During an interview on the Two Man Power Trip of Wrestling podcast, Scotty Riggs spoke about his former tag-team partner in the American Males: Buff Bagwell.
“We clicked. When we got in the ring, it was good. Mark was making six figures at the time and I was making $600 a week. On the road, Marcus was helping with most of the expenses. All I did was drive. We were traveling everywhere together. Sting and Marcus were great friends from being there, working out together, and doing some traveling together. Lex (Luger) came in that first Nitro. Lex and Sting are great friends. They own a gym together in Atlanta. Here I am becoming Marcus’ partner. So by laws of physics or whatever you want to call it, I end up traveling with Lex, Sting, and Marcus, and I’m a four week newbie, greenhorn, whatever you want to call me, traveling with the two top guys in the company, and Marcus, who is a top guy, but not at their level yet. We became a foursome. We played golf together. We worked out together. We traveled together. We ate together. We had drinks together. Every now and then, Sting would have a barbeque. We would go over to their houses and have food with the families, so it was a very cool time for me. Again, I was nobody, and here I am traveling with these guys. We instantly became friends. I love Marcus. I still love him today. We still keep in touch. It was a cool time. I think that really helped the chemistry.”
Riggs was later asked if he was surprised he got released from WCW in 1999.
“It was a little bit of a surprise because I actually sat down with JJ (Dillon) who was doing the contracts then. I was just finishing up a three-year deal with a pay raise every year. I had a nice little thing going. We sat down, and they had just started firing all these guys. When I got my first contract in ‘96, there were 47 people under contract. When I finished up in ‘99, I think there were like 220. There were the Nitro girls, everybody. There were people who had a contract who never worked. Randy Savage’s brother, Lanny (Poffo), had a contract and never showed up for TV. He never did anything. There were a lot of guys that were like that because Bischoff signed everybody in the world that didn’t want to go to Vince, kind of like what Vince did for a while because of AEW. We worked on an outline for a new contract. It would have been a 1-year deal with another little pay raise to go for one more year. It was maybe three weeks after we had our first meeting and he called me over to CNN Center and said, ‘We’re going to have to pull the option on the contract.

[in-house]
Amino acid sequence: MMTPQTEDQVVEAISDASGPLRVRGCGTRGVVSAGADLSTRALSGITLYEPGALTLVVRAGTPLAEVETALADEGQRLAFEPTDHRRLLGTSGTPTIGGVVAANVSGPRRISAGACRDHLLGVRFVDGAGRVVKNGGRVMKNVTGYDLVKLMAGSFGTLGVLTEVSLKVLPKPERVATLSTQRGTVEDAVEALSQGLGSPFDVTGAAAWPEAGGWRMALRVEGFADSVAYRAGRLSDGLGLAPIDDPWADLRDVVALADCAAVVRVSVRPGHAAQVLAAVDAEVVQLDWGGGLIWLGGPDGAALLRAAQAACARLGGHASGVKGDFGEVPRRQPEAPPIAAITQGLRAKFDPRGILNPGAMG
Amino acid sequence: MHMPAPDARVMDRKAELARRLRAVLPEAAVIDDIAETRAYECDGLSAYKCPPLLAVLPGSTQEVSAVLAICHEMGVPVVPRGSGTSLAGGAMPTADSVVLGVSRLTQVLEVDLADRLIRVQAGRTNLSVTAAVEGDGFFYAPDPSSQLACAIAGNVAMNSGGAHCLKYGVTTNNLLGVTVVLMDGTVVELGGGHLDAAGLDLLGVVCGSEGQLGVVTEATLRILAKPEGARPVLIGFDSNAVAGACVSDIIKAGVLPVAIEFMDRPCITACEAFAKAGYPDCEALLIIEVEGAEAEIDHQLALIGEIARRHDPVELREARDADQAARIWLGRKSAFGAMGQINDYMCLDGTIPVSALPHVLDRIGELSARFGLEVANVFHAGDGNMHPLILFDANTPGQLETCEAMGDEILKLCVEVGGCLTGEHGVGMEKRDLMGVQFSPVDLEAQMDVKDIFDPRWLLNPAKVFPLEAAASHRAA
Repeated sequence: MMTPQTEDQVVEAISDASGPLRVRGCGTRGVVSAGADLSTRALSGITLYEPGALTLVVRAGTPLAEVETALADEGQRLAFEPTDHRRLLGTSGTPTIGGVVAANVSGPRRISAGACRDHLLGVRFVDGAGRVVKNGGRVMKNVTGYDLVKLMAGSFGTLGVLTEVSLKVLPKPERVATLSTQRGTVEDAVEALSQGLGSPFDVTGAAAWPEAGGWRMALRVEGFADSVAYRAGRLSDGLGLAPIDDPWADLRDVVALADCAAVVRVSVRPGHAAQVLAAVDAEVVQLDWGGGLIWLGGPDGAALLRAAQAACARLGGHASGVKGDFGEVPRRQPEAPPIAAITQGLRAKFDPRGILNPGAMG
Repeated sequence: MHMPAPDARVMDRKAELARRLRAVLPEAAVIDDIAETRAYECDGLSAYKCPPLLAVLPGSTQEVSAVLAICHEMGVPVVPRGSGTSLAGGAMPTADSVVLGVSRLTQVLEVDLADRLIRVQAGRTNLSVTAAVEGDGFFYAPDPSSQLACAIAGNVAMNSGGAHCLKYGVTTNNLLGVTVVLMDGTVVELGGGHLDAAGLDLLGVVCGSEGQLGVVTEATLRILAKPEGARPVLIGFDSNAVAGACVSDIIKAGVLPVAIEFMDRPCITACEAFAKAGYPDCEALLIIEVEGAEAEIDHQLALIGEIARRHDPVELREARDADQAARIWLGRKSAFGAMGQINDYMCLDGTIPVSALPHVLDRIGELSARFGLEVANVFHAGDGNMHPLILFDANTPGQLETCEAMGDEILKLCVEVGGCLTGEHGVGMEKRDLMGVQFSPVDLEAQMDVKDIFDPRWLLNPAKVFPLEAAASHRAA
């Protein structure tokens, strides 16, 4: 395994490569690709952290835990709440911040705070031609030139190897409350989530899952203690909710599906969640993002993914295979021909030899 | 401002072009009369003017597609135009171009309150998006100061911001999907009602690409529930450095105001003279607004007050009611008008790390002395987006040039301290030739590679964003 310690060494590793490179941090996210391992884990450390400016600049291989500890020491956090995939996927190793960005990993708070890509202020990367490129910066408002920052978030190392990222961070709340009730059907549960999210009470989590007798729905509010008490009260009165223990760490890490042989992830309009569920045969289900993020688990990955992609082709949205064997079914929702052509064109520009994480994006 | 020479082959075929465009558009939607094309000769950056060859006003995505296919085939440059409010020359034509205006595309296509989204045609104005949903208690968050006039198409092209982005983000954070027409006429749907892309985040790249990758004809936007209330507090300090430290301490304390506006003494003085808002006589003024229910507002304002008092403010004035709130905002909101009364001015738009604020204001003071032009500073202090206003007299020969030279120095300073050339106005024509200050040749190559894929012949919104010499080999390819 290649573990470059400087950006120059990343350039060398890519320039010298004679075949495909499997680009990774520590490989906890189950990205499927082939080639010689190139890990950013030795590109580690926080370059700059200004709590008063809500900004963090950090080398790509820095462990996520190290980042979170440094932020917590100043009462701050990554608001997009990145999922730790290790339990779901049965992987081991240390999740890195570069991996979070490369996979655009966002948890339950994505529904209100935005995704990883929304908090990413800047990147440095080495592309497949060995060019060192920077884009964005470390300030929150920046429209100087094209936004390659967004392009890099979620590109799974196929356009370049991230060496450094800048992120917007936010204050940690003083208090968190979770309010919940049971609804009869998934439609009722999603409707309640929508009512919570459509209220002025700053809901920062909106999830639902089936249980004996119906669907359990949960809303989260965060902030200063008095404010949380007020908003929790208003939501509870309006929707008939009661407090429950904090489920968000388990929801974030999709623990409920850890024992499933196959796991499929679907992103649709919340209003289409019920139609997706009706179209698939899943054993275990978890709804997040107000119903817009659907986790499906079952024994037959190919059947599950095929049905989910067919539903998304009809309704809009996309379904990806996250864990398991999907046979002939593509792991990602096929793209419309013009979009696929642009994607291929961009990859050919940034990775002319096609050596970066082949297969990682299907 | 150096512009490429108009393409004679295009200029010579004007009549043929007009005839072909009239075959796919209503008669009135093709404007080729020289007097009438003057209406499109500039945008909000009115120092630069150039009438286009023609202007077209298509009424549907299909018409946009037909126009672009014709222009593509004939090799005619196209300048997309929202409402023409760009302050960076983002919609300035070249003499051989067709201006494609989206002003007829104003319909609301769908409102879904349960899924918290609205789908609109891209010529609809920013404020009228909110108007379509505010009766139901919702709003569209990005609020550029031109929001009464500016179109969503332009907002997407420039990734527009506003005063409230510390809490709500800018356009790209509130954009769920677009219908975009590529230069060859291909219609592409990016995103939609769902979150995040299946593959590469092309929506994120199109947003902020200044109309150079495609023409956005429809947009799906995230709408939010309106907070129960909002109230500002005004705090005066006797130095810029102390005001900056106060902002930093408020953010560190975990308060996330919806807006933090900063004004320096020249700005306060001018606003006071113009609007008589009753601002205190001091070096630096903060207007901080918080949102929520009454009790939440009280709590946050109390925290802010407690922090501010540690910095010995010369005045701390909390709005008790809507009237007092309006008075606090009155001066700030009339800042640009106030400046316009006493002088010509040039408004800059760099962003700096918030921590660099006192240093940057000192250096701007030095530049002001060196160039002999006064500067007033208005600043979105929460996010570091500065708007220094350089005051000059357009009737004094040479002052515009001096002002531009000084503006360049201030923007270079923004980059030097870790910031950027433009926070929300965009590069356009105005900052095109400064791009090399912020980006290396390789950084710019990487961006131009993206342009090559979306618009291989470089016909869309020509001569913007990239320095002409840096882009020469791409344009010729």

We want to put you on a nightly deal where you will make a couple grand a match. Maybe you will work once or twice a week. Maybe you might not work.’ I said, ‘No, I’m out of here.’ I didn’t like the way Vince Russo was booking things. Everybody was walking on eggshells back then. All of a sudden, Standards and Practices became a reality where they didn’t want you to do this, and they didn’t want you to say that. Instead of it being fun to be at a TV taping at Nitro, it became a job. When you become a wrestler, you don’t do it because it’s a job. You do it because you don’t want to work a job. I wanted to have fun with what I was doing. When you get in the ring, it’s fun. When you’re on the road, you’re having fun. Everyday is different. You’re not going in the office. You’re not going to a restaurant to work or something like that. It’s fun. It’s not a job, and it just became tedious being there. It was no longer fun. It was a breath of fresh air to get out of there.”
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